GOING BIONIC: DISTRIBUTING INDEPENDENT FILMS INTERNATIONALLY – READER Q&A: INDIE FILM PRE-SALES AND MORE

Hey, everyone. I hope you had a great week. I recently noticed that I hadn’t had a “Reader Q&A” installment in awhile, so that’s what we’re doing today. Thus, without further ado, let’s roll into some of your questions, and some of my answers.

Why are pre-sales still called “pre-sales” when most of them don’t pay up front anymore?
That’s a great question. To clarify this conundrum, we must state that pre-sales for films with an A-list cast are still alive and well. In those cases, producers can have a bank extend a loan against them. However, the bank will discount the pre-sale (meaning if it’s worth $4 million, they may only extend a loan of $2 million), and the company offering the pre-sale has to be strong enough for the bank to accept their presale guarantee.

Pre-sales with indie films are a whole different enchilada. At best indie pre-sales can get 10%-20% of their value paid upfront by the company offering the presale, with the remaining 80%-90% to be paid upon final delivery of the film. Furthermore, it’s far more likely that no advance payment will be offered. Thus, indie pre-sales are actually “promises to buy the film” when it’s finished. While they don’t put money in your bank account during production, indie pre-sales go a long way to entice investors to fund your film.

How do I increase my chances to get crowd funding money?
Crowd funding, like all investment programs that rely on public acceptance, lives and dies on how much (or little) people are drawn to your film. Thus, here are a few things you can do to help get your film noticed in the sea of celluloid:

  1. Have a strong title that draws people to learning more.
  2. Keep your pitch clear, concise and well crafted.
  3. Make sure you come off more engaging than desperate.

Crowd funding is a viable way to raise money, if your project deserves to get funded. What I mean is that if a bunch of strangers fund your film, then it may be safe to assume that a bunch of other strangers will pay to watch your film.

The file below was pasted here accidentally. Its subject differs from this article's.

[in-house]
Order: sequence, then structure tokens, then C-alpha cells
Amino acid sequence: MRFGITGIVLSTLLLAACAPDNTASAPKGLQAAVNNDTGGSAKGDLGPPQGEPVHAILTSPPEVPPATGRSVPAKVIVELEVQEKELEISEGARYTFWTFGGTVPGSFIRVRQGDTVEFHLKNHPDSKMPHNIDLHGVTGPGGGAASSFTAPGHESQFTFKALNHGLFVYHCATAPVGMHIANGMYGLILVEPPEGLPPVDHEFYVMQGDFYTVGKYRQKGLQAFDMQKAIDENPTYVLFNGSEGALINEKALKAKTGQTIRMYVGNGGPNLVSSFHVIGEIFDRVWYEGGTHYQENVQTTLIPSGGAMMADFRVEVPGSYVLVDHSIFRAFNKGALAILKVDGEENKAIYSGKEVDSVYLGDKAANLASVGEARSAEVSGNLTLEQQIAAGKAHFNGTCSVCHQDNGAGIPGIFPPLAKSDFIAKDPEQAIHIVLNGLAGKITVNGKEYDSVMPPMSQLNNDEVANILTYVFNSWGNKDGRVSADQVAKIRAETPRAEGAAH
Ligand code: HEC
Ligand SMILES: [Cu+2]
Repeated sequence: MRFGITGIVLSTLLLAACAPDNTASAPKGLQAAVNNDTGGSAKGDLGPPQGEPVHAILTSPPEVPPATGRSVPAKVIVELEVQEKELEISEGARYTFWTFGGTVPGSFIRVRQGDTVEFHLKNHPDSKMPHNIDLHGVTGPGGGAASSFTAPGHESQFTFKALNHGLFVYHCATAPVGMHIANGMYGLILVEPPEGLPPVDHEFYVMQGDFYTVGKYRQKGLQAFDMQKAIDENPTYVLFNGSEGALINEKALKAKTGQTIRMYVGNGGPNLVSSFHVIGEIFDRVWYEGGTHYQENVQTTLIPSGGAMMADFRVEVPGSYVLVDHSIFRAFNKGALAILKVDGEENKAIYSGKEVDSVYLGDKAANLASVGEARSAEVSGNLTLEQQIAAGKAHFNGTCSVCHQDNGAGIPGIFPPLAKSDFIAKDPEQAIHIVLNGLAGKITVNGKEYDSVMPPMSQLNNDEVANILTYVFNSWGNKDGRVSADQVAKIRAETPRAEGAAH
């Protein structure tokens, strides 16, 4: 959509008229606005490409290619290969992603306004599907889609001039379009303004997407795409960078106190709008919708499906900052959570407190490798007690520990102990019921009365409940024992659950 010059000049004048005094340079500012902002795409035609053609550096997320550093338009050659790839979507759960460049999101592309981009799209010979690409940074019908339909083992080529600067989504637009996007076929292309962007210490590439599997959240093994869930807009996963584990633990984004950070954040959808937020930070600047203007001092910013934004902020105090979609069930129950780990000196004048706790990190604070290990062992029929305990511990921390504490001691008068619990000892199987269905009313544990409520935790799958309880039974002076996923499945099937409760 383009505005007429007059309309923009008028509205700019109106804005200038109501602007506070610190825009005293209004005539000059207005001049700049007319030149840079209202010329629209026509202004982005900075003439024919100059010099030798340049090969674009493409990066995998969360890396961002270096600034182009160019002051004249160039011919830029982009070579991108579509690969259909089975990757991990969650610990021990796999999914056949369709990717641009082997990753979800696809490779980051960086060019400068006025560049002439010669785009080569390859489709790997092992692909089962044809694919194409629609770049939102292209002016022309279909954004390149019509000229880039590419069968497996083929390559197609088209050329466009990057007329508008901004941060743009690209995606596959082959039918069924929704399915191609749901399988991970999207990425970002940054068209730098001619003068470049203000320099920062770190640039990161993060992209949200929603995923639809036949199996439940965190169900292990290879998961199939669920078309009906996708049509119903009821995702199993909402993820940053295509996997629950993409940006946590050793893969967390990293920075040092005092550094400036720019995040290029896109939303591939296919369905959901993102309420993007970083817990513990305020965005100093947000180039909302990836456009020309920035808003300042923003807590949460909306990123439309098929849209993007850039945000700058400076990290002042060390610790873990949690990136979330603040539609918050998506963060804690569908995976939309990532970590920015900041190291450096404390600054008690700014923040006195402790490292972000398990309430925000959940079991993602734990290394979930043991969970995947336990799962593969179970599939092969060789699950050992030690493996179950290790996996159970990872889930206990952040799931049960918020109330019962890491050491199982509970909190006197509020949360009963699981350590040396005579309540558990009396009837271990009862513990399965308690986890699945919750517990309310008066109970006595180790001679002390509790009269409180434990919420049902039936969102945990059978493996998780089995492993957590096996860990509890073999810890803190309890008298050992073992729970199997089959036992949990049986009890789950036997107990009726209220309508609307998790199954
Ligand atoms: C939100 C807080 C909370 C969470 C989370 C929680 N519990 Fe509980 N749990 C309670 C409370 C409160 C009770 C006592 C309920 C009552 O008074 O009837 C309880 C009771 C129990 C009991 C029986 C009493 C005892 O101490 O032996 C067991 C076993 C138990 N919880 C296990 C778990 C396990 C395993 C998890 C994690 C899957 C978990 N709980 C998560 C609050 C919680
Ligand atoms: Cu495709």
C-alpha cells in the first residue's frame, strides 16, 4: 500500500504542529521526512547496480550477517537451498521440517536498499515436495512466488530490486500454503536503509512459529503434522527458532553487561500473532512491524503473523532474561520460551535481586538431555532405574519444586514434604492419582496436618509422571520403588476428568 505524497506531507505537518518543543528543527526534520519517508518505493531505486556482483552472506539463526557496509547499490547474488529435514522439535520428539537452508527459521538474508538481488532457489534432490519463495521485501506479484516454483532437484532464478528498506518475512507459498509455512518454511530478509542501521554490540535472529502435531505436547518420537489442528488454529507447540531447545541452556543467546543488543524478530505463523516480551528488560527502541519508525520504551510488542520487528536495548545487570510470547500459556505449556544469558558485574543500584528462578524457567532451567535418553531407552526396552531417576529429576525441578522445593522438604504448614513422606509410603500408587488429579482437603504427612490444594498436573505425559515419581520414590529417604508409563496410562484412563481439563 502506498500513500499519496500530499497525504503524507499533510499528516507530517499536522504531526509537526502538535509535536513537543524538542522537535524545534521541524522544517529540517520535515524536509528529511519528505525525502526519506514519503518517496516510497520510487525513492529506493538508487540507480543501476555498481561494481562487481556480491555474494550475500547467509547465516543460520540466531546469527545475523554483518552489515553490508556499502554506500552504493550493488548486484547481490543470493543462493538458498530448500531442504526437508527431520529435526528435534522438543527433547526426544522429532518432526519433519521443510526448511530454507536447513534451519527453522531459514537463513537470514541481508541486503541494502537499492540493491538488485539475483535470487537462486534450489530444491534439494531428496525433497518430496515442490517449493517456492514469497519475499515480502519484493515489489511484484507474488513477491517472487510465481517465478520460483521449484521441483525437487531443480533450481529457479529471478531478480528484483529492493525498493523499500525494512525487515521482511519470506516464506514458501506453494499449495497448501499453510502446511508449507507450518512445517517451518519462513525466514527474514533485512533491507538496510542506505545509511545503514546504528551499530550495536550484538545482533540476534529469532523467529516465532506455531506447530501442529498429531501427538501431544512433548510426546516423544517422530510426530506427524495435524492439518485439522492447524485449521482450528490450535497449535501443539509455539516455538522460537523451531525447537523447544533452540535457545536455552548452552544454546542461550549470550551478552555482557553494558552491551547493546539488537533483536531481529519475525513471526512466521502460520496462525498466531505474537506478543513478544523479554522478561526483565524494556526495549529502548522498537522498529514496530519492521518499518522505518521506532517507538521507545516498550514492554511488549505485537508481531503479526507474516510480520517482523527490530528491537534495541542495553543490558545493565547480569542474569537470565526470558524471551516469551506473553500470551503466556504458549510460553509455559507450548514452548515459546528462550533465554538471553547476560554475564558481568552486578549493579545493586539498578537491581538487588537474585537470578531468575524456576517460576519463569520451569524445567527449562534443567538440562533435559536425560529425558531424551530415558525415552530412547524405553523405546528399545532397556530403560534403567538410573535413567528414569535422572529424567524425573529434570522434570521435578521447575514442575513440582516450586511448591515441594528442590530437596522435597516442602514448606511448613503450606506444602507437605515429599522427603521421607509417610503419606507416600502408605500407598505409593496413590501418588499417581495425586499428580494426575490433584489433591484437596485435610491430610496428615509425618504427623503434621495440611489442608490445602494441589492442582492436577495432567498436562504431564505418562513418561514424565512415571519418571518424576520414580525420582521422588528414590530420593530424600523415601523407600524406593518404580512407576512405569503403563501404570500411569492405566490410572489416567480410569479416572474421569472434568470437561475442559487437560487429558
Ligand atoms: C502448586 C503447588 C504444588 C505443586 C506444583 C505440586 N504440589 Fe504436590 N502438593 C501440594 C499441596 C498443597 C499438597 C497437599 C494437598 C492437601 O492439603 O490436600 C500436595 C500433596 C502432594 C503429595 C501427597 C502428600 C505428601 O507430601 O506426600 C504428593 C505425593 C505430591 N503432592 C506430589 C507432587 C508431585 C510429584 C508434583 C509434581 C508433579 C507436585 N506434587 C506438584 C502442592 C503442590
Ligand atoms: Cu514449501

It is really worth hiring a sales agent for a small film, or will I make more money selling my film on my own?
Well, before you can accurately answer this question for yourself, you should first answer the following question: what’s more important to you, money or perception? While you might make about the same money selling your DVDs on your own, (once you take your sales agent’s fees into account), your perception won’t be anywhere near where it would be if your sales agent sold your film to several territories. Simply put, “the powers that be” will be far more impressed with your film selling to eleven countries through a sales agent, than they would with hearing you tell them about how many DVDs you sold on your own. Remember, people can verify how many countries your sales agent sold your film to, but nobody will believe how much money you made selling your film on your own – even if you offer to show them proof. Thus, like I stated earlier in this paragraph, it all depends on what you value more, money or perception.

Are DVDs really dead?
In a word, yes. In more than one word, if DVDs are not dead yet, they’ve certainly checked into hospice and are trying to live out their last few days pain-free. In other words, VOD is here to stay, and DVDs will soon be buried in the technology graveyard right next to their ancestors, VHS tapes.

Let’s say you were about to be executed, and you could only watch three films before your last breath was taken from you. What would those three films be?
Wow. What an odd question. What if I were being executed? Really? I highly doubt that will ever happen, because a) I’ve never been arrested and b) I haven’t even gotten a ticket since I was a screener for Sundance in 2005. However, if I were about to die a gruesome death, then the last three films I’d ever watch, in order that I’d watch them, are The Blues Brothers (1980), The Graduate (1967), and the video of my beloved twin daughters Zoe and Lena being born (2011).

Okay, filmmakers, creators and budding cinematic forces, that’s what I have foe you today. I thank you for lending me your eyes, and I look forward to borrowing them again next Tuesday. Until then, have a great week. I can be followed on Twitter @Lonelyseal.




Posted on March 12, 2013 in Features, Going Bionic by
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